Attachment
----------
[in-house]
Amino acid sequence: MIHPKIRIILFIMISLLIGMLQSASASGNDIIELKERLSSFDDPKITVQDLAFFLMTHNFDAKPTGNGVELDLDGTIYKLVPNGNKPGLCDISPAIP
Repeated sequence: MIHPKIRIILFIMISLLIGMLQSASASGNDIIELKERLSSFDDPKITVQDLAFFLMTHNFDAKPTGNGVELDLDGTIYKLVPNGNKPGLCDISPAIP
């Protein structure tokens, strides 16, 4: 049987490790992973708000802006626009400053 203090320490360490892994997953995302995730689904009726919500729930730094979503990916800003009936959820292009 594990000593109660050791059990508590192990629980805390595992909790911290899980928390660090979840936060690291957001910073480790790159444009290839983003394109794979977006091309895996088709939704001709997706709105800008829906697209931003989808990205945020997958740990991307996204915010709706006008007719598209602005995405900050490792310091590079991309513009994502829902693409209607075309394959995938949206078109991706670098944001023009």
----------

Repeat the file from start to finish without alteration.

[in-house]
Amino acid sequence: MIHPKIRIILFIMISLLIGMLQSASASGNDIIELKERLSSFDDPKITVQDLAFFLMTHNFDAKPTGNGVELDLDGTIYKLVPNGNKPGLCDISPAIP
Repeated sequence: MIHPKIRIILFIMISLLIGMLQSASASGNDIIELKERLSSFDDPKITVQDLAFFLMTHNFDAKPTGNGVELDLDGTIYKLVPNGNKPGLCDISPAIP
């Protein structure tokens, strides 16, 4: 049987490790992973708000802006626009400053 203090320490360490892994997953995302995730689904009726919500729930730094979503990916800003009936959820292009 594990000593109660050791059990508590192990629980805390595992909790911290899980928390660090979840936060690291957001910073480790790159444009290839983003394109794979977006091309895996088709939704001709997706709105800008829906697209931003989808990205945020997958740990991307996204915010709706006008007719598209602005995405900050490792310091590079991309513009994502829902693409209607075309394959995938949206078109991706670098944001023009």